Saturday, October 16, 2010

I suppose I'll start with the end.

Should I have allowed the garden to die?  When do you stop watering it?  When do you just let it go?  And now from the window here, I see the tomato plants, all 10 of them hanging like burnt weeping willows from the wires and ties and fence posts I used to support them, driving the posts into the ground with the ear-biting clang of the metal striking down, me in a smelly t-shirt, in the summer, working the dirt for the second time, knowing more but not everything.  So, you stop watering at some point, and you let the garden slump back to the earth.  I wrote that last year.  This year I would write something like this:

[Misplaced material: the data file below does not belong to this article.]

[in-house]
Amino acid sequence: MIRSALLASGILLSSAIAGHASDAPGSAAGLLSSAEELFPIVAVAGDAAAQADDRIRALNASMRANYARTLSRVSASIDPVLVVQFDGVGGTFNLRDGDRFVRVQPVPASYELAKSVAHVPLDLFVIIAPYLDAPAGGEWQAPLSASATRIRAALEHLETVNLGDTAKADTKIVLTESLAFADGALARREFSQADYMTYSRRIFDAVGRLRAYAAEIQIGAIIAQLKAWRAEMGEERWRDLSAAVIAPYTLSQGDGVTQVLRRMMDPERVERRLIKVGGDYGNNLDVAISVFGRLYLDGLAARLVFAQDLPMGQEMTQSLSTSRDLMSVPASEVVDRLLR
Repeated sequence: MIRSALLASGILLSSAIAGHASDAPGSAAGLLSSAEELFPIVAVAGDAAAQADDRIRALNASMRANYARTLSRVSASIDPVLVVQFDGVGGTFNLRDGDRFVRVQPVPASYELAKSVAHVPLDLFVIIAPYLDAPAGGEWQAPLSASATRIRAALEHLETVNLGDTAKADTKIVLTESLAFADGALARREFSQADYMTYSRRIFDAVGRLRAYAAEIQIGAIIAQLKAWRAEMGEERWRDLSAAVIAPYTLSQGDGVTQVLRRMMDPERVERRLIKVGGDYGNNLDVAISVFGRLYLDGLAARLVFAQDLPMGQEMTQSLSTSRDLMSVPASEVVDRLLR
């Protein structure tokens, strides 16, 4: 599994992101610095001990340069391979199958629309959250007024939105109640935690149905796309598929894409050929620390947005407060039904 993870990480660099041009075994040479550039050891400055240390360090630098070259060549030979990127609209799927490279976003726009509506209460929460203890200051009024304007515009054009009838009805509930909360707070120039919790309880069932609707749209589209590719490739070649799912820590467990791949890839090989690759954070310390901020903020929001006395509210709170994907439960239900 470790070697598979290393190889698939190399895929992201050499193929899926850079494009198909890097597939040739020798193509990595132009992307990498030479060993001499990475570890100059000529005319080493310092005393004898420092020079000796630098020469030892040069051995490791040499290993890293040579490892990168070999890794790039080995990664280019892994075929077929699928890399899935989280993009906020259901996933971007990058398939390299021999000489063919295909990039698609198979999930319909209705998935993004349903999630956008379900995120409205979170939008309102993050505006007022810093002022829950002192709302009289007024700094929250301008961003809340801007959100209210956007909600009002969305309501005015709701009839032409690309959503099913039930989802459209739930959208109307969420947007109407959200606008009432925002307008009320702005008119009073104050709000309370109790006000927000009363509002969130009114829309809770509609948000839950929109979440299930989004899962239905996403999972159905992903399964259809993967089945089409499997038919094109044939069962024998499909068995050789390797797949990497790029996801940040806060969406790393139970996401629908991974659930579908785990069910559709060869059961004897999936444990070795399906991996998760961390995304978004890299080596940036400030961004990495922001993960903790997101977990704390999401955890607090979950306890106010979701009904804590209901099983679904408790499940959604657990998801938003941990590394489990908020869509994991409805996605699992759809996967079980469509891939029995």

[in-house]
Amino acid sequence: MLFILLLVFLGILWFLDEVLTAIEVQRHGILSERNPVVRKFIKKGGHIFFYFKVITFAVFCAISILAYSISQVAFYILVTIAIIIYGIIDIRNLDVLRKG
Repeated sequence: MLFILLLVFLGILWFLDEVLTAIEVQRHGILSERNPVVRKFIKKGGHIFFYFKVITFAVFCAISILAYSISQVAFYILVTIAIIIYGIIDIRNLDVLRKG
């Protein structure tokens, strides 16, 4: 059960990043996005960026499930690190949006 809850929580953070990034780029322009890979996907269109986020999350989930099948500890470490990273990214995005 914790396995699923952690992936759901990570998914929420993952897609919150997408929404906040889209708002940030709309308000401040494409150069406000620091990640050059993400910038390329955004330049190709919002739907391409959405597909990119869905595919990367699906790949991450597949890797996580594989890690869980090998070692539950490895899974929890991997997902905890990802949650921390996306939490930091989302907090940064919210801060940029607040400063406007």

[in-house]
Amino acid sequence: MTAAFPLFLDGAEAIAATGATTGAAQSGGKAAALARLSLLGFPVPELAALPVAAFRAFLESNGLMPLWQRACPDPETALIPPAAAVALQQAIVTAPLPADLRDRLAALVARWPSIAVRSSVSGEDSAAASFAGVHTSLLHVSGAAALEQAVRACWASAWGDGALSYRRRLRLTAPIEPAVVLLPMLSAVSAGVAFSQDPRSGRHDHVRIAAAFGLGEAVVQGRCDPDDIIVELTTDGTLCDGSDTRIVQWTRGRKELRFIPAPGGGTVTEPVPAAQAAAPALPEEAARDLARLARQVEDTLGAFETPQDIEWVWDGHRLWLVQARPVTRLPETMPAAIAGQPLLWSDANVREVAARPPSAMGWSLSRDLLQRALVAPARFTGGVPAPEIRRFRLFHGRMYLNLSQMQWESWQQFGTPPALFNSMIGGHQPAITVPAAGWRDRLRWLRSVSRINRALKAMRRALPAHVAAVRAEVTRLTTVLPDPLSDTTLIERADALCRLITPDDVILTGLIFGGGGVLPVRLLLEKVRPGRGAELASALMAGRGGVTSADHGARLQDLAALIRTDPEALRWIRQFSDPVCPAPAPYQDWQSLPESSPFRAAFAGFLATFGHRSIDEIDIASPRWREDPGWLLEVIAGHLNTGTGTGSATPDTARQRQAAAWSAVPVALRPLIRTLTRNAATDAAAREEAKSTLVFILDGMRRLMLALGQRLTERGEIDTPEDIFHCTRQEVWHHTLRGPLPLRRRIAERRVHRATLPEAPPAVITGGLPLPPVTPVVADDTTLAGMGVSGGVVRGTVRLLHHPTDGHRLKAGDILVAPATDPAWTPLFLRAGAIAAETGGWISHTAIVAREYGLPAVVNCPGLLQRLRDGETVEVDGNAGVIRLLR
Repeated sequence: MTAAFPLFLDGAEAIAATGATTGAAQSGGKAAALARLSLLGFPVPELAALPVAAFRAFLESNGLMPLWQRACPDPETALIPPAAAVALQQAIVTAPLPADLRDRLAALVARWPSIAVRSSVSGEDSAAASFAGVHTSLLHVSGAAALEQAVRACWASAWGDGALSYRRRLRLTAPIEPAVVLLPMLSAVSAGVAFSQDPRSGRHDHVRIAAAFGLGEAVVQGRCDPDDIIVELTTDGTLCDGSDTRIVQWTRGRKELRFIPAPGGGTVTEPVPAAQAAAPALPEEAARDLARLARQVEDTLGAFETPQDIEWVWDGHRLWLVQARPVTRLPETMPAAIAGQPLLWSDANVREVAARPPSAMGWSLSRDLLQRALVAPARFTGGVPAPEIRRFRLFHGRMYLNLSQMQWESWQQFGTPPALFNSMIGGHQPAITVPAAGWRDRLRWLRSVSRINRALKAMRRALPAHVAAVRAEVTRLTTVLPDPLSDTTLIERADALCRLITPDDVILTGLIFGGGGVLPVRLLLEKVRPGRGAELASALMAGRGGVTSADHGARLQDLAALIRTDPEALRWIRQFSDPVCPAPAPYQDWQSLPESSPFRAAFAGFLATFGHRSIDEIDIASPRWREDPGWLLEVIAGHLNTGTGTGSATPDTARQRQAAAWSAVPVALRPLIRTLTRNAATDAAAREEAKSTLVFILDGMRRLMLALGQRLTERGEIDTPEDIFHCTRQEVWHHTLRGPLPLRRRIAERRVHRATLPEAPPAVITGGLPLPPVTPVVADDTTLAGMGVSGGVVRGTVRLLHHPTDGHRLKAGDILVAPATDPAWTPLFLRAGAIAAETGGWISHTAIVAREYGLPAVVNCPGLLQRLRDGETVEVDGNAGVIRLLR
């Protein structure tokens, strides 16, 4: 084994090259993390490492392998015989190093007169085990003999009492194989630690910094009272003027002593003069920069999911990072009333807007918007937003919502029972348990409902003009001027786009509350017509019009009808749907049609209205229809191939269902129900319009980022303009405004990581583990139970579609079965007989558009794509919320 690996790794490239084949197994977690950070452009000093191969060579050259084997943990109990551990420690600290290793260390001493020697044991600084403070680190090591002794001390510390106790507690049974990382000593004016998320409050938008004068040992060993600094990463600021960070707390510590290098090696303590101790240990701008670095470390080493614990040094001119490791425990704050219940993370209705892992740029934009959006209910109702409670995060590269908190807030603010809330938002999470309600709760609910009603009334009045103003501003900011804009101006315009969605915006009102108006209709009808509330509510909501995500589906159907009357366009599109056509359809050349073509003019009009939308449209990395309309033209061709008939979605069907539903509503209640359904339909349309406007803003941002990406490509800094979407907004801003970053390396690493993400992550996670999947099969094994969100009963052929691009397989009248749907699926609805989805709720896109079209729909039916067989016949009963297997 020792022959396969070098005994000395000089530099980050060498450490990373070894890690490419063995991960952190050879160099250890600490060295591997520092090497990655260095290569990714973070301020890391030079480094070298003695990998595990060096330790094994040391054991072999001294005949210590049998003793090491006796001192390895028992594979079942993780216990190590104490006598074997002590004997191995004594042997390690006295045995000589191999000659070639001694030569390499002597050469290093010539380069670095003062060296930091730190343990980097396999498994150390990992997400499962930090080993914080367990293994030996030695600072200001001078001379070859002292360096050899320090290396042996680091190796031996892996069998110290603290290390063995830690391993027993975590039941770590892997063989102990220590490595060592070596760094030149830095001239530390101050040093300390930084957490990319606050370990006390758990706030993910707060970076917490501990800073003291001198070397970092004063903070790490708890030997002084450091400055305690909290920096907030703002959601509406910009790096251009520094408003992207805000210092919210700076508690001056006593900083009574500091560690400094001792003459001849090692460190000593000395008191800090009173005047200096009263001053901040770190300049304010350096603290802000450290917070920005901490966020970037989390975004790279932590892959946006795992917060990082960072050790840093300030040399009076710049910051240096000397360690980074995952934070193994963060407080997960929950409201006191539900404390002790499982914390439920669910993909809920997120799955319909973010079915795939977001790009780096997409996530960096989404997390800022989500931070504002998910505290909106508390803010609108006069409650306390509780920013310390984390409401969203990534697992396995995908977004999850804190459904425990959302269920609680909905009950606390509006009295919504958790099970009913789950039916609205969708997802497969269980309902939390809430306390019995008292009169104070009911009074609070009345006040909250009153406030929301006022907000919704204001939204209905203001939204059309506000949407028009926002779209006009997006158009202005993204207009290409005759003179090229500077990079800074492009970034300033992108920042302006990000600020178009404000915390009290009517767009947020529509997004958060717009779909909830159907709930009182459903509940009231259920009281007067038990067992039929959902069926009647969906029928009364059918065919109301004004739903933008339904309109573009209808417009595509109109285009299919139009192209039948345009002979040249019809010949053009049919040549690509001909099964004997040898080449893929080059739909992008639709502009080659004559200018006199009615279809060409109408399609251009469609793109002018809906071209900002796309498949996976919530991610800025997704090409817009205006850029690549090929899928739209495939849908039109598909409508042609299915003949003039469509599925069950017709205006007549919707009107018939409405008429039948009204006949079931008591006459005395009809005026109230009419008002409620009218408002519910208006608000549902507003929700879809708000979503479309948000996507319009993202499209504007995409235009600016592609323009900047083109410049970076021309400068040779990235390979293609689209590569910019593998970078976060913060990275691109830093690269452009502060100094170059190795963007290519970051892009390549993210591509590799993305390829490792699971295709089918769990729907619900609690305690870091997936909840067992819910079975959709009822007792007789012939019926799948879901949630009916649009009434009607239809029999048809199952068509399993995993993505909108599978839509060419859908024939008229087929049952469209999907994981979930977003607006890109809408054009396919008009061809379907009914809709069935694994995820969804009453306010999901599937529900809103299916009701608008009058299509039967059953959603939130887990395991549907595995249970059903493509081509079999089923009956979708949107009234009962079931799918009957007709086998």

Well, there goes the garden.  Thanks, garden.  See you later, garden.  God willing.

I am learning that a successful gardener doesn't rely much on her own knowledge.  A successful gardener relies on the knowledge placed already in the seed, in the dirt, in the water, in the sun, in the wind, and in the worm.  Tell me this secret, and I will leave it alone to do its good work.

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